How To Write a Country Song

Tips from one epic musical hangout in Nashville (that you can learn from, too)

Photo: Kirsten Holliday Photo

At the Four Seasons Hotel in Nashville.

“Heartbreak is collateral around here,” says the Nashville-based singer-songwriter Heather Morgan. That might sound like a country lyric, but it’s just part of a story she’s telling about a song she wrote after a man did her dirty. Morgan, who composes hits for country superstars including Keith Urban and Kenny Chesney, is sitting on a chair in my hotel suite at the new Four Seasons Hotel Nashville, strumming her guitar. I watch from the couch, sipping a smoked Old Fashioned.

This private concert is part of Suite Sounds, a quintessentially Nashville hotel package that provides a peek behind the country song-writing curtain: Local songwriters hang out in your suite’s living room, playing their original acoustic music, telling the stories behind the lyrics, and imparting their songwriting wisdom. After the short private concert, you can go down to the hotel bar Mimo to have drinks with the musician and learn all about how to write a country song.

photo: Kirsten Holliday Photo
Singer-songwriter Heather Morgan.

Morgan shared her country songwriting lesson in five steps: 

1. Have a great idea. That means staying open to brilliance striking anywhere and everywhere—even out of nowhere. About “Pancho and Lefty,” Townes Van Zandt once said, “I realize that I wrote it, but it’s hard to take credit for the writing because it came from out of the blue. It came through me, and it’s a real nice song.” A more quotidian origin story: The seed for “Jolene”was planted in a bank, after a teller flirted with Dolly Parton’s husband.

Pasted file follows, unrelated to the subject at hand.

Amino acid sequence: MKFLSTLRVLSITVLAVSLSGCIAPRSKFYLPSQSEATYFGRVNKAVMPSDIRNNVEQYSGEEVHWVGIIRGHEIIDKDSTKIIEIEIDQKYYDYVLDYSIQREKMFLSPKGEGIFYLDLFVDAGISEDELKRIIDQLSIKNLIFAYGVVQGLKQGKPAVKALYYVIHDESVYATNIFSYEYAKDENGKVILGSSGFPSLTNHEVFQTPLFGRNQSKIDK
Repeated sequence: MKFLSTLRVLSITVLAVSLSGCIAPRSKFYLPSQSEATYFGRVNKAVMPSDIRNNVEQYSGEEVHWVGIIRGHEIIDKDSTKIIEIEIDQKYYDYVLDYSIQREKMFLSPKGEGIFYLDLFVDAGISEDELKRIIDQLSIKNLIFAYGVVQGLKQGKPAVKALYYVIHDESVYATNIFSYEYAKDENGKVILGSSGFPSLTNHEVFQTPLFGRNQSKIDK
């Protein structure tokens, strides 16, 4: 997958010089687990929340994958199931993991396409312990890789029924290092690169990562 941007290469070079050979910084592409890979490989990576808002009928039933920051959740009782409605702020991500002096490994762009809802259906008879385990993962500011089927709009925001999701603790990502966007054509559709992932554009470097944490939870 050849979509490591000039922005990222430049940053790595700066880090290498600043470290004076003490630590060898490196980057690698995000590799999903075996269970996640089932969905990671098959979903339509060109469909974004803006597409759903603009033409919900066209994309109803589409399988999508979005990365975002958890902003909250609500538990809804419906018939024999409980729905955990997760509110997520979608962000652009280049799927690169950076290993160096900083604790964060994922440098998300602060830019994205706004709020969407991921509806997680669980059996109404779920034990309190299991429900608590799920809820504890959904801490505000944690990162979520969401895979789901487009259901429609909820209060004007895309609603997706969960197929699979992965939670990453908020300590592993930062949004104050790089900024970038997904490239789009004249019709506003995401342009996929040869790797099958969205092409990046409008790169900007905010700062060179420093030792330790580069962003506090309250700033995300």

2. Conjure a mood. “Decide what you want the listener to feel,” Morgan says. Country lyrics often center around heartbreak, but that doesn’t mean the songs have to be downers. Consider the playful mood of “All My Exes Live in Texas” or “Achy Breaky Heart.”

3. Let the whole thing come out in one inspired sitting. “The writer’s room is sacred,” Morgan says, adding that an actual writer’s room isn’t necessary. “Tour buses can be writer’s rooms. Hotel rooms can be writer’s rooms.” Songwriter Billie Jean Jones recalled her then-fiancé Hank Williams describing his ex as a “cheatin’ heart.” They were driving to Louisiana and he was behind the wheel, but his own phrasing got him so excited, he composed “Your Cheatin’ Heart” right then and there: “Get out my tablet, baby,” Jones recalled him saying. “You and I are gonna write us a song.” She added, “Just about as fast as I could write it, Hank quoted the words to me in a matter of minutes.”

4. Edit. That one inspired sitting probably leaves some room for improvement. In one interview, Johnny Cash talked about laboring for nine months over the rewrites to “When The Man Comes Around.” “I wrote verse after verse,” he said, “probably twenty-five or thirty verses, before I was satisfied with the verses I wanted to use in the song.”

5. Let the song come to life—sing it, add guitar solos, add harmonies, get it produced. Musically inclined Four Seasons guests can do all five. Courtesy of the nearby Gibson Garage, a magnet for music lovers, many of whom make the pilgrimage to get a guitar custom-made from scratch, you can borrow a guitar in your suite throughout your stay. If you’re extra inspired, the options are endless: taking guitar lessons at Gibson; getting a private tour of the Gibson Garage, including the super-secret guitar vault that houses treasures like Keith Richards’s amp; even writing your own song and leaving Nashville with a demo tape.

If you’re going to feel moved to write a country song anywhere, you’re going to feel moved to write a country song in Nashville—the city of the Grand Ole Opry and the Country Music Hall of Fame, the city Taylor Swift calls “the reason why I get to do what I love,” the city Kris Kristofferson credits with saving his life. As Morgan puts it, “This town really knows how to get you inspired to string words together.”